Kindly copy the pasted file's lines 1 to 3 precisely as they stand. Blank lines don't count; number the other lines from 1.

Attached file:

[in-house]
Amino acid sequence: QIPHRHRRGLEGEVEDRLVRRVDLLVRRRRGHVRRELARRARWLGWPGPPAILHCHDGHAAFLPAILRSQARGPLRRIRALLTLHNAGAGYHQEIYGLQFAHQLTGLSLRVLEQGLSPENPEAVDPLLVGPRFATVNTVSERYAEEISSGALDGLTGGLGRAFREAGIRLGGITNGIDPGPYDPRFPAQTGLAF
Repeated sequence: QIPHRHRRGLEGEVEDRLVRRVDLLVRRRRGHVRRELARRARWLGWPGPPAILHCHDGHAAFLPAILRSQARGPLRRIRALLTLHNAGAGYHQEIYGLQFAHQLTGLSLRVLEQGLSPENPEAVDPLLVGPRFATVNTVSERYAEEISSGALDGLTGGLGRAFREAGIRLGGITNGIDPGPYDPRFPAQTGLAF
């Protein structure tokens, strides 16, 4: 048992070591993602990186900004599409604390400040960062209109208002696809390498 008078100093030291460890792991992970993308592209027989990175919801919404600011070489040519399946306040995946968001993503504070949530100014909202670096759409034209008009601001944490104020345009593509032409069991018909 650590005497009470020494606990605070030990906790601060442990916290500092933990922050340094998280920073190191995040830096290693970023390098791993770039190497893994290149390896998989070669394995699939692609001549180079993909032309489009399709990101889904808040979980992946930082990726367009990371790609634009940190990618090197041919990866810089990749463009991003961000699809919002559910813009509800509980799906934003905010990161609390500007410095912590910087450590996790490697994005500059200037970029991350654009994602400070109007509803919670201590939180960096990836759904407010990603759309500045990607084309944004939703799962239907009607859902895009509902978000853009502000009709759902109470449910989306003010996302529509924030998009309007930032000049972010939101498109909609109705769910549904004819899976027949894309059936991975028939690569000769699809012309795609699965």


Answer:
[in-house]
Amino acid sequence: QIPHRHRRGLEGEVEDRLVRRVDLLVRRRRGHVRRELARRARWLGWPGPPAILHCHDGHAAFLPAILRSQARGPLRRIRALLTLHNAGAGYHQEIYGLQFAHQLTGLSLRVLEQGLSPENPEAVDPLLVGPRFATVNTVSERYAEEISSGALDGLTGGLGRAFREAGIRLGGITNGIDPGPYDPRFPAQTGLAF
Repeated sequence: QIPHRHRRGLEGEVEDRLVRRVDLLVRRRRGHVRRELARRARWLGWPGPPAILHCHDGHAAFLPAILRSQARGPLRRIRALLTLHNAGAGYHQEIYGLQFAHQLTGLSLRVLEQGLSPENPEAVDPLLVGPRFATVNTVSERYAEEISSGALDGLTGGLGRAFREAGIRLGGITNGIDPGPYDPRFPAQTGLAF